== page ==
Number of animal-related vehicle collisions higher in region

ICBC stats show Southern Interior sees more accidents involving animals than other parts of province

B.C.’s Southern Interior sees twice the number of motor-vehicle collisions involving animals than other regions in the province.

This is according to ICBC statistics, released December 2018, that keep track of animal-related accidents across the province.

According to ICBC, an average of approximately 11,000 collisions involving animals occur annually throughout the province. This is based on a period between 2013 and 2017. In that time frame, an average of 4,800 animal-involved collisions per year took place in the Southern Interior. The figure climbed as high as approximately 5,200 in 2016.

Read more: Deer blamed for North Okanagan motorcycle crash

Read more: Horse killed in car crash near Keremeos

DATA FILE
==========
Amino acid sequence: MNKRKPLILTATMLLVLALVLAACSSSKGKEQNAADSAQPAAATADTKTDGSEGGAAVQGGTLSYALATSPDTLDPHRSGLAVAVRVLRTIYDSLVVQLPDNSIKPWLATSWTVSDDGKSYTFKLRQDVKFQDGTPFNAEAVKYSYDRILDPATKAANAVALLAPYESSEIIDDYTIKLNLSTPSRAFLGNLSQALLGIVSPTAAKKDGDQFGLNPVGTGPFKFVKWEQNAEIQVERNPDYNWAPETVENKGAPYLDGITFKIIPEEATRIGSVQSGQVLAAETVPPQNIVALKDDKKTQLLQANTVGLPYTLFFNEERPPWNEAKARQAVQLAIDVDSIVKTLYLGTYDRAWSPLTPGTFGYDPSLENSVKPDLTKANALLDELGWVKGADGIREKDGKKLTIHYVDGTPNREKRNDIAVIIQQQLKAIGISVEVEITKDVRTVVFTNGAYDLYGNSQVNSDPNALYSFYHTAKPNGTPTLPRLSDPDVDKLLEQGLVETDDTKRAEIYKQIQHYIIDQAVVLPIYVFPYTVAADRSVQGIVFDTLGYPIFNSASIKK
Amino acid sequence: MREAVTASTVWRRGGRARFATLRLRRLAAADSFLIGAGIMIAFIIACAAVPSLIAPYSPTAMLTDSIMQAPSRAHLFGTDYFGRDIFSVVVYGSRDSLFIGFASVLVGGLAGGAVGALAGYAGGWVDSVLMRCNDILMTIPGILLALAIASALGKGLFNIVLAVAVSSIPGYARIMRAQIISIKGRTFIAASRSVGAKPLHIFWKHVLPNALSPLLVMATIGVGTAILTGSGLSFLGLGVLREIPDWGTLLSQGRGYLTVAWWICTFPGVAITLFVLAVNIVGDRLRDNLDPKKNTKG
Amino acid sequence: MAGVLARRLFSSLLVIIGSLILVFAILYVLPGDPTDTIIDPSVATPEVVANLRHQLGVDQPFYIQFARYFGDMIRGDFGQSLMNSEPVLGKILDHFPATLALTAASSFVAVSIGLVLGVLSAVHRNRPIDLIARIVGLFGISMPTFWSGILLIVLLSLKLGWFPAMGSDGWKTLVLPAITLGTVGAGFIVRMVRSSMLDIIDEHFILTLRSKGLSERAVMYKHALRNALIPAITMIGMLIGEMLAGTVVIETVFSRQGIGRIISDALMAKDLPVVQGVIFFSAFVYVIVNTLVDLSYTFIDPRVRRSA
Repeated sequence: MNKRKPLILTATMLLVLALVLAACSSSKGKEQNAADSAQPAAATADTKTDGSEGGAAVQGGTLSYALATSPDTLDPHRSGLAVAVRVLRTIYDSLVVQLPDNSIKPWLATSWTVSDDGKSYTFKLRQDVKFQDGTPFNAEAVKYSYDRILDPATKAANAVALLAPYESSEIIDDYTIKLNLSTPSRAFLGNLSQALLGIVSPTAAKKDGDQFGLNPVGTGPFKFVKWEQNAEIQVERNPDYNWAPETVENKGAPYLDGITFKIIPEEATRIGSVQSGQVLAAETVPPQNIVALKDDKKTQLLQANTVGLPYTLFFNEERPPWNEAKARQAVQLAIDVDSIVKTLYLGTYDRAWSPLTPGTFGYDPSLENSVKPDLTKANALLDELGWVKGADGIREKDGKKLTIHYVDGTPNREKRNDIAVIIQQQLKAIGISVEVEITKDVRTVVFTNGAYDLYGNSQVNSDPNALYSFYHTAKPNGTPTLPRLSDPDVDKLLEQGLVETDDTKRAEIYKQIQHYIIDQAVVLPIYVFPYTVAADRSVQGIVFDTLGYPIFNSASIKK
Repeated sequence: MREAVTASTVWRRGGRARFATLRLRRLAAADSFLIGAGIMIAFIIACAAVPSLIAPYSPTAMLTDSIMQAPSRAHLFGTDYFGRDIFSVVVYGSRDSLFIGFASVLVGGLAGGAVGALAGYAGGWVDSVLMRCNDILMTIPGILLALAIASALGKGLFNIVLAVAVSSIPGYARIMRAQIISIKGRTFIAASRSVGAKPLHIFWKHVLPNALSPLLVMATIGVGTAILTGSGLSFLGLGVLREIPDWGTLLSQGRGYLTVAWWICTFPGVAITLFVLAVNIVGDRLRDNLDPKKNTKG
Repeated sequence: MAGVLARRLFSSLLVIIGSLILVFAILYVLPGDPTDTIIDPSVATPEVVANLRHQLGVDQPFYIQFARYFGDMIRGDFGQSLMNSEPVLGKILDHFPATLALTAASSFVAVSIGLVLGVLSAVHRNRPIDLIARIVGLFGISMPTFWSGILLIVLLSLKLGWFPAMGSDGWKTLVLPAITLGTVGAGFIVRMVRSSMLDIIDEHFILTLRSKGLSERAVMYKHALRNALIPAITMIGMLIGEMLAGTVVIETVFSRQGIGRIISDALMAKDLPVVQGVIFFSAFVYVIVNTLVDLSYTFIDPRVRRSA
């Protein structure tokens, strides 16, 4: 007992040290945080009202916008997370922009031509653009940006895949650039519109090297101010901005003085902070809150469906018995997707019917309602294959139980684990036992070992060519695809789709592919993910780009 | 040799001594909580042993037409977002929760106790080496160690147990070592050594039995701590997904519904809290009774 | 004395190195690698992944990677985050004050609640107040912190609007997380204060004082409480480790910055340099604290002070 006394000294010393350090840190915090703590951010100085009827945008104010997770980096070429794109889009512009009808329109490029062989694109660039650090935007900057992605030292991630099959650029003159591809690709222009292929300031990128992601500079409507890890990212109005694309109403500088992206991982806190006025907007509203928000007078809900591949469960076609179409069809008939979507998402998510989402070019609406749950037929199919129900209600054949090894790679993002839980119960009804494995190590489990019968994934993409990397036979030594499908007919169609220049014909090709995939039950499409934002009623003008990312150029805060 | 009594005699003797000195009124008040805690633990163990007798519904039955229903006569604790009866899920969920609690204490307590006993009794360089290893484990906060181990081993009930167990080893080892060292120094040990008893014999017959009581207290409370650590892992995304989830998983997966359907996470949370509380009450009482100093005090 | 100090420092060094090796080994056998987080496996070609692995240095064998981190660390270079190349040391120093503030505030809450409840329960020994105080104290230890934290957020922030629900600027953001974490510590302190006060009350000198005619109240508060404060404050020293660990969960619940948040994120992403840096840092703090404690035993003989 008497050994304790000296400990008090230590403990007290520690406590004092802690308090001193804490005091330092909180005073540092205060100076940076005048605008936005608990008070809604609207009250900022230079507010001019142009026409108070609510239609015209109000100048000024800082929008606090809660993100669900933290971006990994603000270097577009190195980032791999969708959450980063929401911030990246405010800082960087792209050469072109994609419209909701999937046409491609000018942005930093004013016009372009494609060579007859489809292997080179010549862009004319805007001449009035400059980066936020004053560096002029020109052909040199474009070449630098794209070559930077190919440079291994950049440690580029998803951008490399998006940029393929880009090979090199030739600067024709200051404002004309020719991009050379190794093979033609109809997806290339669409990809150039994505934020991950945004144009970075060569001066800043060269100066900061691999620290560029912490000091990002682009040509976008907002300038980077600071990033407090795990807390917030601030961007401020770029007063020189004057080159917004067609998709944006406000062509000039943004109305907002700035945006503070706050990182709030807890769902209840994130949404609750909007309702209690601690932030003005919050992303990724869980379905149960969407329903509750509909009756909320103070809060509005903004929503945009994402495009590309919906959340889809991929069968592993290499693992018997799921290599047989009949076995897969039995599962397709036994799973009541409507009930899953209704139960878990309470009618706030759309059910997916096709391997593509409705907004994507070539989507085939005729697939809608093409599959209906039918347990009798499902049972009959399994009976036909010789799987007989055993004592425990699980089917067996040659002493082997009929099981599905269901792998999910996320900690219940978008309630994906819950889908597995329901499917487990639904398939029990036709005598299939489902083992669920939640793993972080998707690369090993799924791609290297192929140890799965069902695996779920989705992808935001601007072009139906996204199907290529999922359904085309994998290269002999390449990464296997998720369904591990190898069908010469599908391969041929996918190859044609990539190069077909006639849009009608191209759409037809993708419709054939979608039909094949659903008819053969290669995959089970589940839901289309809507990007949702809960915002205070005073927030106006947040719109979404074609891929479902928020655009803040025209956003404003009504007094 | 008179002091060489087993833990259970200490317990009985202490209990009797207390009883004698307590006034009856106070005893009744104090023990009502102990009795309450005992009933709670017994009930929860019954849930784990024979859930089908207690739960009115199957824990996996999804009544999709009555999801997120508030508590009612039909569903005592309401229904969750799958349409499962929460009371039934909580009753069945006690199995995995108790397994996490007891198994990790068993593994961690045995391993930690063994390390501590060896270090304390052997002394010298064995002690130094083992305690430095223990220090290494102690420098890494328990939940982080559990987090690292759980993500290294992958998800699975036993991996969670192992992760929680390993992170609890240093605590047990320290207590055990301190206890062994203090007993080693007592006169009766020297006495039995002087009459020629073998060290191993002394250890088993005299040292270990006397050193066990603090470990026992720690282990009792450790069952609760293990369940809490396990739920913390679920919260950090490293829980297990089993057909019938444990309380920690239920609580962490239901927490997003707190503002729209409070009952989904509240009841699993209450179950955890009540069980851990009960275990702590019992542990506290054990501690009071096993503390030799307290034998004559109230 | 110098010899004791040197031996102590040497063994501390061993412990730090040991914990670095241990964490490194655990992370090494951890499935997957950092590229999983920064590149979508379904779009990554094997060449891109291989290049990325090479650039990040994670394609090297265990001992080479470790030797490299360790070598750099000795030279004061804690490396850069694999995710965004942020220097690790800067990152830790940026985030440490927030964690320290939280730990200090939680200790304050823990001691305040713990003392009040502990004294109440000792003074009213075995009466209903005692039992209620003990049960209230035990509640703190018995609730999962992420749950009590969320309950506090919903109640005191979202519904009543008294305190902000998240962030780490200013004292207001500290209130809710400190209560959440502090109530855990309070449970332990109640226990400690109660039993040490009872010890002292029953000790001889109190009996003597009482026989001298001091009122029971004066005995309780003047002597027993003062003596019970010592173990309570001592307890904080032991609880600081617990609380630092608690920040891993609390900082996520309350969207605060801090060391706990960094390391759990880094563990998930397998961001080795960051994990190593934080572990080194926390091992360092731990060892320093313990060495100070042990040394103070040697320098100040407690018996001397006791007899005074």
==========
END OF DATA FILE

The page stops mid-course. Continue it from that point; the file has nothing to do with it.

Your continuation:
Even North Central B.C., the region with the next most animal-involved crashes per year, fell far short of the Southern Interior, averaging approximately 2,700 per year.

The Lower Mainland averaged 1,100 animal-involved collisions over the five years and Vancouver Island averaged 2,100.

Of the 11,000 crashes involving animals which take place in the province each year, an average of 650 result in injuries, while average of three people per year have been killed as a result. 2017 was an especially bad year with six people killed in collision with animals.

Read more: Elk running across Enderby highway killed in car crash

Read more: Elk herd crossing Highway 97A in search of food

ICBC says it sees about $41 million in claim costs annually in relation to motor-vehicle collisions involving animals. To avoid wildlife collisions, drivers are advised keeping headlights clean and use high-beams when safe, watch for warning signs indicating where wildlife collisions may occur and reduce speed, drive defensively, considering the landscape you’re driving through.


@SalmonArm
jim.elliot@saobserver.net

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